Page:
sirius
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December 10, 2010, 06:54:17 AM
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Hmm, how do you verify the integrity of banks?

In case of Bitcoin, the banks can give out wallet backups for each user to ensure they're full reserving.

Identifi - Decentralized address book with trust ratings
I'm not a forum admin - please contact theymos instead.
The Madhatter
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December 10, 2010, 06:56:16 AM
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I might be wrong here, but I heard that under traditional islamic laws, usury, and thus lending for interest are forbidden.

Uh huh.

FYI: The topic of usury has been discussed on these forums before, and in great depth.

It was also frowned upon by other religions too. It was punishable by death in many regions of the world.

Earning money, just because you have money, was seen as parasitic.
kiba
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December 10, 2010, 06:57:37 AM
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Loaning is fine. It's just losing my saving due to fractional reserve banking that I am worried about.

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December 10, 2010, 07:03:10 AM
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Hmm, how do you verify the integrity of banks?

In case of Bitcoin, the banks can give out wallet backups for each user to ensure they're full reserving.

Well

The Madhatter
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December 10, 2010, 07:06:59 AM
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From mybitcoin's terms: (https://www.mybitcoin.com/open-account.php)

Quote
3.2 MYBITCOIN LLC is not a bank and the MyBitcoin System does not operate as a bank and therefore MYBITCOIN LLC nor the MyBitcoin System are in any way subject to any form of banking regulations in any jurisdiction.

Translation: Not a bank.

Quote
4.1 User holds title to the Bitcoins in the User's User Account and the User maintains all rights and privileges over said Bitcoins.

Translation: The Bitcoins in your mybitcoin account belong to you.

Quote
6. OBLIGATIONS OF MYBITCOIN LLC

6.1 MYBITCOIN LLC will ensure that for all Bitcoins in circulation in the MyBitcoin System there is at all times an identical quantity of unencumbered Bitcoins held in MYBITCOIN LLC's master Bitcoin wallet.

Translation: Full reserve.

Yes, they *could* steal and plunder and be a bunch of pirates but that would ruin their reputation. Why would they put all of this effort into this project just to toss it all away?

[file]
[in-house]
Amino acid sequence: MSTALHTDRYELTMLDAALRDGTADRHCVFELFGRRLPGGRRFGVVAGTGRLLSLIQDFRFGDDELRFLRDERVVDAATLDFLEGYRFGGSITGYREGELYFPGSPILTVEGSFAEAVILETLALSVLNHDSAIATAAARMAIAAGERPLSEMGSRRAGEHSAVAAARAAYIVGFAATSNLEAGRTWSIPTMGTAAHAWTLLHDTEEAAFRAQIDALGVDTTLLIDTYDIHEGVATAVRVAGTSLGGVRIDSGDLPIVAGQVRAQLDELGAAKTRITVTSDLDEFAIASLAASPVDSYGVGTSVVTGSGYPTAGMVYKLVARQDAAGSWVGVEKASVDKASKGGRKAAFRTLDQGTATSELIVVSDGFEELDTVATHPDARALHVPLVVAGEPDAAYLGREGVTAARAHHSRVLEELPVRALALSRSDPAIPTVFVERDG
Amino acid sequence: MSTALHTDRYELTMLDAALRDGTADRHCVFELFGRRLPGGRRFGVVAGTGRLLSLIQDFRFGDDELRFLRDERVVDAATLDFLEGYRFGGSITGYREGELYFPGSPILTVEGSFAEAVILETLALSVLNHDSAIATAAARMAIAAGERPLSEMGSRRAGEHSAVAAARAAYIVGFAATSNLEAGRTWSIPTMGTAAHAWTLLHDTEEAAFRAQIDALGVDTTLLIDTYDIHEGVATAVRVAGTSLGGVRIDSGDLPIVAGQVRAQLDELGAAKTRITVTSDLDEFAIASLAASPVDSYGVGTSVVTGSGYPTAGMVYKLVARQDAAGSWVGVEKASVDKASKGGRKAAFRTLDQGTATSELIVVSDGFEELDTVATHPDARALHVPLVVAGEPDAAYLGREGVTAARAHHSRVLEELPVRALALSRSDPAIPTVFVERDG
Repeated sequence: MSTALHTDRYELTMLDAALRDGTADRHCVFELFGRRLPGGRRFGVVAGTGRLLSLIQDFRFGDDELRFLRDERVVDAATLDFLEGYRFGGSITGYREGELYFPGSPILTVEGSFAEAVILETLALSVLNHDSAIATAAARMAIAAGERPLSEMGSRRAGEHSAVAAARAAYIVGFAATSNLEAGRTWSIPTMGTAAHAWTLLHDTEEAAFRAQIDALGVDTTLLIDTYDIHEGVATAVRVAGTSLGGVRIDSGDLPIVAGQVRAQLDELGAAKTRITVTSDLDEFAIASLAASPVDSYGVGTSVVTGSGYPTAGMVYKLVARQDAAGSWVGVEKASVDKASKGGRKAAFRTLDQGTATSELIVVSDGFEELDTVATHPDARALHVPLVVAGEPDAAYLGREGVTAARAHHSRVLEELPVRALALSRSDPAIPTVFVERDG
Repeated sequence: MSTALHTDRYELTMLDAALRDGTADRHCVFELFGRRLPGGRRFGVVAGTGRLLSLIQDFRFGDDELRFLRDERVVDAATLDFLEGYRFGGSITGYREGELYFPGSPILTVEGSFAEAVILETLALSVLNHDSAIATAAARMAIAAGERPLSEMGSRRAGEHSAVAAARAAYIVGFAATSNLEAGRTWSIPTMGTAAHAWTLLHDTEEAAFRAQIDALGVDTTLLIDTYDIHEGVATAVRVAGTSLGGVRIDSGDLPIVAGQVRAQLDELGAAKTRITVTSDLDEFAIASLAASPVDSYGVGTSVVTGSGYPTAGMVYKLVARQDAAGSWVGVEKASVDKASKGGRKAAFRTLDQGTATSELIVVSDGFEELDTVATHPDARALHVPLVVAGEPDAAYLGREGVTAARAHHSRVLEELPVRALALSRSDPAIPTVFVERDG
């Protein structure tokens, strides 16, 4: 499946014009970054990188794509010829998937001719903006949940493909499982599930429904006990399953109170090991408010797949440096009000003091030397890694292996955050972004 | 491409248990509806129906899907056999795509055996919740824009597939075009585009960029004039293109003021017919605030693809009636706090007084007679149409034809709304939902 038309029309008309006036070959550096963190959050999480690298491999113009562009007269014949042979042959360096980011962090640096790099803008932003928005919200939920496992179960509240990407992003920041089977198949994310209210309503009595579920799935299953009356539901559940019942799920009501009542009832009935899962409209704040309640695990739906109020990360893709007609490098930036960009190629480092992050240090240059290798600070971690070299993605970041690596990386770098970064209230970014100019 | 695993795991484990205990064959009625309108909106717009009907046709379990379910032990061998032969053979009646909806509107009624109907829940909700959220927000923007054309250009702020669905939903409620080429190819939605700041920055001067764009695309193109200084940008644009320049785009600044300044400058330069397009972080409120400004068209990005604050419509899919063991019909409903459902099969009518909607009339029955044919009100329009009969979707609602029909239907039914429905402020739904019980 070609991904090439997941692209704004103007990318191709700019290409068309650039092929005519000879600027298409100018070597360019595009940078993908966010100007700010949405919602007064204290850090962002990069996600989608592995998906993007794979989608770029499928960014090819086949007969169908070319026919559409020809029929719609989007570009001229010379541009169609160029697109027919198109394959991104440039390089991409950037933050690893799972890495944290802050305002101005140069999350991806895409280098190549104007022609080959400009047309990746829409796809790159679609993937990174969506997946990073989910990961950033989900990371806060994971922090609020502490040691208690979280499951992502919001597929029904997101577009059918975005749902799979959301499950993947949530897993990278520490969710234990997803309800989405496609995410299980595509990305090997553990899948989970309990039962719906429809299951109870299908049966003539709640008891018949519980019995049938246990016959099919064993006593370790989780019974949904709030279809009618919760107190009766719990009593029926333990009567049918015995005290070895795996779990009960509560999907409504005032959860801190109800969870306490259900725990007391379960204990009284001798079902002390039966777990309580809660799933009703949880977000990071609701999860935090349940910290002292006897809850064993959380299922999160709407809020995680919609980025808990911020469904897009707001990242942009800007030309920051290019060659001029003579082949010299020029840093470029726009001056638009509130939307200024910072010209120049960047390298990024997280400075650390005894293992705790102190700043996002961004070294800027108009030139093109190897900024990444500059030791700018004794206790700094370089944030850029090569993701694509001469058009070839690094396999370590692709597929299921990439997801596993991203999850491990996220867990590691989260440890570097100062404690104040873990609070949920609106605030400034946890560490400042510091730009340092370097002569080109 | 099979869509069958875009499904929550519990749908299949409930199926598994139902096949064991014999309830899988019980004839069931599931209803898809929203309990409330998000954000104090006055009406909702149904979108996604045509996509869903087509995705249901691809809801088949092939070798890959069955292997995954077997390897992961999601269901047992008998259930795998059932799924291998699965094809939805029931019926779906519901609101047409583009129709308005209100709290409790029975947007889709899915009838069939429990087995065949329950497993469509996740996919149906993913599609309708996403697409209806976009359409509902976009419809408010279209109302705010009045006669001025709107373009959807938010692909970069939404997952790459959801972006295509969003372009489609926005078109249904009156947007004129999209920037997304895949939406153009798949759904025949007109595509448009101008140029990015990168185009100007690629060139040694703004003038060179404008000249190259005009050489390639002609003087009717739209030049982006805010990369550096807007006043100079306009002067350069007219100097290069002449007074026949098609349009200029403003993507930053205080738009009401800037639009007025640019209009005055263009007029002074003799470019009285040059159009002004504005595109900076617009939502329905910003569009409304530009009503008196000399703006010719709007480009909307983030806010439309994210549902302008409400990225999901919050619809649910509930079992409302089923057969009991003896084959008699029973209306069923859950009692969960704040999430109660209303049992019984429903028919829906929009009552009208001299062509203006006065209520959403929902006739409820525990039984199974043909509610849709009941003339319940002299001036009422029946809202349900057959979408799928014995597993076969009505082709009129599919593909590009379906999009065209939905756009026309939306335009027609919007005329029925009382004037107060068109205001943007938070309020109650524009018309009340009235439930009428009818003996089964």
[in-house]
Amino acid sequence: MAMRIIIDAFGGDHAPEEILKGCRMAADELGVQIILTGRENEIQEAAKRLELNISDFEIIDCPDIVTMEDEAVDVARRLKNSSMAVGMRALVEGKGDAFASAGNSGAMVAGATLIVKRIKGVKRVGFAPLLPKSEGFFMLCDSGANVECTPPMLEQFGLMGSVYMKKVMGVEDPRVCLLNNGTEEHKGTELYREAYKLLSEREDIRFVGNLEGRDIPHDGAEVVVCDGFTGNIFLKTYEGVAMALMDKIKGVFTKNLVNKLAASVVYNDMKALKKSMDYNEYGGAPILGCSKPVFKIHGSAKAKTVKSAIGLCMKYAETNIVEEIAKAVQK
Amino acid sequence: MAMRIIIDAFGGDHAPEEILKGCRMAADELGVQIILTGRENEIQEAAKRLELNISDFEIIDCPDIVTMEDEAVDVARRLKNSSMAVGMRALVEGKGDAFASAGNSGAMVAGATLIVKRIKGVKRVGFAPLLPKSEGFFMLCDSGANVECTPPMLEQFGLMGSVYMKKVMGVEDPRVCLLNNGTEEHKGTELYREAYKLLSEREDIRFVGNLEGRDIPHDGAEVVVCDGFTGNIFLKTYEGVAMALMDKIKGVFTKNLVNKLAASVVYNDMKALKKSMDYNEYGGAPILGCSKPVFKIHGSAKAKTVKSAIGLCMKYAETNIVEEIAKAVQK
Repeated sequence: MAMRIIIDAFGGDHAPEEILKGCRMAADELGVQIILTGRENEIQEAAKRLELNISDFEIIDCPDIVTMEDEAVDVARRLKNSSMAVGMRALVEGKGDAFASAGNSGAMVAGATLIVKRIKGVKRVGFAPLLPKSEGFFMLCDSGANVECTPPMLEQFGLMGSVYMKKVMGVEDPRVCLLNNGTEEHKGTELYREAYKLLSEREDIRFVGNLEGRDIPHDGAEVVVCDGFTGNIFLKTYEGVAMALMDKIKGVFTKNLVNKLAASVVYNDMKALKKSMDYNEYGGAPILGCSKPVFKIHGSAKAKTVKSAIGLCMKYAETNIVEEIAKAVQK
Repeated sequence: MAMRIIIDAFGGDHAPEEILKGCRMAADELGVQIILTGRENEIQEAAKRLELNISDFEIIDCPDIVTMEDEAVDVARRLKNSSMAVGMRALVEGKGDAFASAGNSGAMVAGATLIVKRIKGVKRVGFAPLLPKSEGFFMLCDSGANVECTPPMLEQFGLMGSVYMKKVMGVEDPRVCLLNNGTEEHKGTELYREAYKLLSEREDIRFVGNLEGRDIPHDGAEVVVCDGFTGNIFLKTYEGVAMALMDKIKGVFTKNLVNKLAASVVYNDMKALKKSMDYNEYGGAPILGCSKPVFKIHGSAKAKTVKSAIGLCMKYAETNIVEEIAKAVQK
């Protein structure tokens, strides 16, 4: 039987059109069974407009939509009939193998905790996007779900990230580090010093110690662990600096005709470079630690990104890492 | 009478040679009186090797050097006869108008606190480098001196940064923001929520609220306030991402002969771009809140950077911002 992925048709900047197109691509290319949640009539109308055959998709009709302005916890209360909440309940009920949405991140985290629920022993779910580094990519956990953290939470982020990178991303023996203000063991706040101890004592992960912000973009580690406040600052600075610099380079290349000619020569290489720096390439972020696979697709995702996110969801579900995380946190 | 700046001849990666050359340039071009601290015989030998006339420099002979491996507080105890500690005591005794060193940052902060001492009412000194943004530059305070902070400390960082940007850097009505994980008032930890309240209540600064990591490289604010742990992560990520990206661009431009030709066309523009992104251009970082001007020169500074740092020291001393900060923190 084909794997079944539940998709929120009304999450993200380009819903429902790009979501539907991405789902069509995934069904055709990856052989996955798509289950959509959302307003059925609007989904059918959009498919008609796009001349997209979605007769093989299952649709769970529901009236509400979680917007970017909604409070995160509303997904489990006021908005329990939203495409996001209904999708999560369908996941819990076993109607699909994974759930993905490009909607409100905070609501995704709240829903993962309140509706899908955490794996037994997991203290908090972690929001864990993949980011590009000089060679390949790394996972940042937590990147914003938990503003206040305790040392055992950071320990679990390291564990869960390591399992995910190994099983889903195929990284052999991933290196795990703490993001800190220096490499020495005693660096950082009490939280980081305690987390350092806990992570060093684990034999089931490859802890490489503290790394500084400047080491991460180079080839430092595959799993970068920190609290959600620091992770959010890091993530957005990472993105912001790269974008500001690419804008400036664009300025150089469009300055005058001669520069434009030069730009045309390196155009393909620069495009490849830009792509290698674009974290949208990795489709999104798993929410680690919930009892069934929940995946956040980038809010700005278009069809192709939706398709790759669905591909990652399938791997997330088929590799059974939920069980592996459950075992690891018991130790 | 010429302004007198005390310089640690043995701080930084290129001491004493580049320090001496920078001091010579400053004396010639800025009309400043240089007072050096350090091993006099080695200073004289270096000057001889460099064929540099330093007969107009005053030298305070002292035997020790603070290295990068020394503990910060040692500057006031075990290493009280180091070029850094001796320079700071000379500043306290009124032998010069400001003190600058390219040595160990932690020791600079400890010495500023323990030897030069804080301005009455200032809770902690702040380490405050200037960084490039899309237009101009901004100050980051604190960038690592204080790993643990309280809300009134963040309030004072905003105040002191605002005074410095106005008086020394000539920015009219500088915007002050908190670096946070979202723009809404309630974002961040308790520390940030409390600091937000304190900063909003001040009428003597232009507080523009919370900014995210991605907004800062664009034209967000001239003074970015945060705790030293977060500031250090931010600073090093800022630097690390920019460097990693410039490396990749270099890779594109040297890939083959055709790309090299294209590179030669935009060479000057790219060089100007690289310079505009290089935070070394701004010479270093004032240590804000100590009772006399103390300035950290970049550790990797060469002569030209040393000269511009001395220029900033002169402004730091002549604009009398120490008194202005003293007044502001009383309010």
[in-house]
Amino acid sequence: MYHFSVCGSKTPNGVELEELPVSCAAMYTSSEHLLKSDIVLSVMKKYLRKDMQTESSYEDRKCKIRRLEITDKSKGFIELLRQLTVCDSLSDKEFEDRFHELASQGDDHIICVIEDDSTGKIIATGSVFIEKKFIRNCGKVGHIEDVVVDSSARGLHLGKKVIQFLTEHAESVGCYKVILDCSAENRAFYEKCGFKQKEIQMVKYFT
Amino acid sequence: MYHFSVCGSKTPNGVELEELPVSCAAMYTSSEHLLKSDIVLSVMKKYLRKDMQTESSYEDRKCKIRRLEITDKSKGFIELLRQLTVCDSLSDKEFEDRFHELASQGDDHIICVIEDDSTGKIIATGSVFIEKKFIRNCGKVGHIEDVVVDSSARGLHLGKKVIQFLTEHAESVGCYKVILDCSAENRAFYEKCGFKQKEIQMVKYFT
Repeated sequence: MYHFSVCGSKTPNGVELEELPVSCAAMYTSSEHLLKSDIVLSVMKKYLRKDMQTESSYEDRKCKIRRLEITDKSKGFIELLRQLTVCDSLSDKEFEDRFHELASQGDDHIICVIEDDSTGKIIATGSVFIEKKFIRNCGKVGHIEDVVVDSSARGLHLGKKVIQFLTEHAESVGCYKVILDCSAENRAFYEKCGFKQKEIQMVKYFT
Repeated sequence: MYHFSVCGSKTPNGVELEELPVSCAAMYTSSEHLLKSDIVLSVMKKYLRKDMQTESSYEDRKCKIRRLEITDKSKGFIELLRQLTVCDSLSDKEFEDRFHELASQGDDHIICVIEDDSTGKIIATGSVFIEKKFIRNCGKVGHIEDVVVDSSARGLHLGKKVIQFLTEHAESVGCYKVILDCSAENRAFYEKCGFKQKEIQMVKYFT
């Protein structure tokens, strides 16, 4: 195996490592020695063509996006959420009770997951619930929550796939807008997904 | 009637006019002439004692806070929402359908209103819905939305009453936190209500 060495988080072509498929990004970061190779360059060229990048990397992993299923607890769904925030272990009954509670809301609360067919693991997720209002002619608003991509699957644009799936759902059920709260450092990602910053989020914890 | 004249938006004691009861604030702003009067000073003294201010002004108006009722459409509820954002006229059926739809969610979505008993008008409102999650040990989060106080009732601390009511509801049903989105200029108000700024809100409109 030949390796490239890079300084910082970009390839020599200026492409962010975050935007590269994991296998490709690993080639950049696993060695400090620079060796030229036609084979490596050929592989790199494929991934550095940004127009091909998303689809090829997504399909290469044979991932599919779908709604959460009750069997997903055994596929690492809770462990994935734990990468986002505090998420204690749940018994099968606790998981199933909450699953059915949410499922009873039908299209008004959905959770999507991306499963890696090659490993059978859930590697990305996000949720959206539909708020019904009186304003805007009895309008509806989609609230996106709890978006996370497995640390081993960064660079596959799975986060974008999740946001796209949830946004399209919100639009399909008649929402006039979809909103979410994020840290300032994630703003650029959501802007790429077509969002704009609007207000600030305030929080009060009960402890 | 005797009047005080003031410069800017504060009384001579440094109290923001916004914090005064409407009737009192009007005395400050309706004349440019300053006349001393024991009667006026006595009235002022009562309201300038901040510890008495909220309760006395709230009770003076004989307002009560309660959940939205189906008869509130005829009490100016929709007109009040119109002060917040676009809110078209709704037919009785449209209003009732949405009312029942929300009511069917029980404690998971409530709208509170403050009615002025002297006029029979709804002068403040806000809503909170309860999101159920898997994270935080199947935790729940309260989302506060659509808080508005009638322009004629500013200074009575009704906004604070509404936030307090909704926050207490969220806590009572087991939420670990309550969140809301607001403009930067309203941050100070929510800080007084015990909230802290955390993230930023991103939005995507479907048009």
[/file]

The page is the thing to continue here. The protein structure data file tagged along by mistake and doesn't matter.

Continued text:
I, personally, don't keep my Bitcoins there. I use their merchant tools because they seem to be the best ones out there so far.
grondilu
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December 10, 2010, 07:07:55 AM
 #17

Notice that nothing prevents an islamic banker to lend your money (with no interest of course), to someone.

This means that you could also lose your savings with this system.


There's nothing wrong in fractionnal reserve banking, as long as the customer knows what is is doing.  He is giving his money to someone else.  There is necessarly a risk involved.
kiba
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December 10, 2010, 07:10:57 AM
 #18

Well, I am definitely going to petition banks I used if I can download their wallet at least one time everyday at anytime I want.

grondilu
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December 10, 2010, 07:18:17 AM
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Well, I am definitely going to petition banks I used if I can download their wallet at least one time everyday at anytime I want.

Well, they'll tell you you can.  Truth is you won't.

What I mean is that even with a bitcoin bank, despite the technical possibility for a customer to withdraw his funds at any time, statistical laws can be found, allowinng the bank to determine an optimal reserve ratio.
The Madhatter
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December 10, 2010, 07:19:33 AM
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In case of Bitcoin, the banks can give out wallet backups for each user to ensure they're full reserving.

Yes and no. I suspect that spends between users at the same e-wallet (I don't like calling them "banks".) company are not handled the same way as regular Bitcoin client spends. The wallet file backups would be incomplete or not entirely accurate.

For example, I've noticed that when I get Bitcoins from a regular client to mybitcoin's SCI I can see the amount on the block explorer. When I get Bitcoins from another mybitcoin user I don't see it on the block explorer. They must just move bits around in their database instead.